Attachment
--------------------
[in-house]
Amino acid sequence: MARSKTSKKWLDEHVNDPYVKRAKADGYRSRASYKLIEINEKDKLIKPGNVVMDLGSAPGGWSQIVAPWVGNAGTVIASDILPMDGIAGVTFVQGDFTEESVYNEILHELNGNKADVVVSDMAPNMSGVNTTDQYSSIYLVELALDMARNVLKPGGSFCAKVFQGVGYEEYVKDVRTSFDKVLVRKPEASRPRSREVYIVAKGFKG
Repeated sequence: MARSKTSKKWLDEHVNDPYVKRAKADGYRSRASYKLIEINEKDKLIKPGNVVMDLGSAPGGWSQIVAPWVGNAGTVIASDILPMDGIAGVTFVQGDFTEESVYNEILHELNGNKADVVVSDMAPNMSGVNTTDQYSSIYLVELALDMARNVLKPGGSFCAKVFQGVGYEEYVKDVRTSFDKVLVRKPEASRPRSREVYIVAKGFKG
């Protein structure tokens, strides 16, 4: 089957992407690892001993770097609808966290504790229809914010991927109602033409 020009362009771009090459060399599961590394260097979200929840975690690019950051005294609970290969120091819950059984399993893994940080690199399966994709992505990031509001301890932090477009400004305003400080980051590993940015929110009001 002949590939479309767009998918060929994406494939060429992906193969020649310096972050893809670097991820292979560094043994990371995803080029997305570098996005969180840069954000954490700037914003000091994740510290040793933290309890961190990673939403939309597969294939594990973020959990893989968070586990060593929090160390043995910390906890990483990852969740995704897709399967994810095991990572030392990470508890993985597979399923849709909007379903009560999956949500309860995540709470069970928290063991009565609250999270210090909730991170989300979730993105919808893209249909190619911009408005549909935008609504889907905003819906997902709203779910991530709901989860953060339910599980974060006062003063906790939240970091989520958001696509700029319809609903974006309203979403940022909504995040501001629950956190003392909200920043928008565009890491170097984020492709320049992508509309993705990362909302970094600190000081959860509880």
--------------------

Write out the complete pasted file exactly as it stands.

[in-house]
Amino acid sequence: MARSKTSKKWLDEHVNDPYVKRAKADGYRSRASYKLIEINEKDKLIKPGNVVMDLGSAPGGWSQIVAPWVGNAGTVIASDILPMDGIAGVTFVQGDFTEESVYNEILHELNGNKADVVVSDMAPNMSGVNTTDQYSSIYLVELALDMARNVLKPGGSFCAKVFQGVGYEEYVKDVRTSFDKVLVRKPEASRPRSREVYIVAKGFKG
Repeated sequence: MARSKTSKKWLDEHVNDPYVKRAKADGYRSRASYKLIEINEKDKLIKPGNVVMDLGSAPGGWSQIVAPWVGNAGTVIASDILPMDGIAGVTFVQGDFTEESVYNEILHELNGNKADVVVSDMAPNMSGVNTTDQYSSIYLVELALDMARNVLKPGGSFCAKVFQGVGYEEYVKDVRTSFDKVLVRKPEASRPRSREVYIVAKGFKG
């Protein structure tokens, strides 16, 4: 089957992407690892001993770097609808966290504790229809914010991927109602033409 020009362009771009090459060399599961590394260097979200929840975690690019950051005294609970290969120091819950059984399993893994940080690199399966994709992505990031509001301890932090477009400004305003400080980051590993940015929110009001 002949590939479309767009998918060929994406494939060429992906193969020649310096972050893809670097991820292979560094043994990371995803080029997305570098996005969180840069954000954490700037914003000091994740510290040793933290309890961190990673939403939309597969294939594990973020959990893989968070586990060593929090160390043995910390906890990483990852969740995704897709399967994810095991990572030392990470508890993985597979399923849709909007379903009560999956949500309860995540709470069970928290063991009565609250999270210090909730991170989300979730993105919808893209249909190619911009408005549909935008609504889907905003819906997902709203779910991530709901989860953060339910599980974060006062003063906790939240970091989520958001696509700029319809609903974006309203979403940022909504995040501001629950956190003392909200920043928008565009890491170097984020492709320049992508509309993705990362909302970094600190000081959860509880």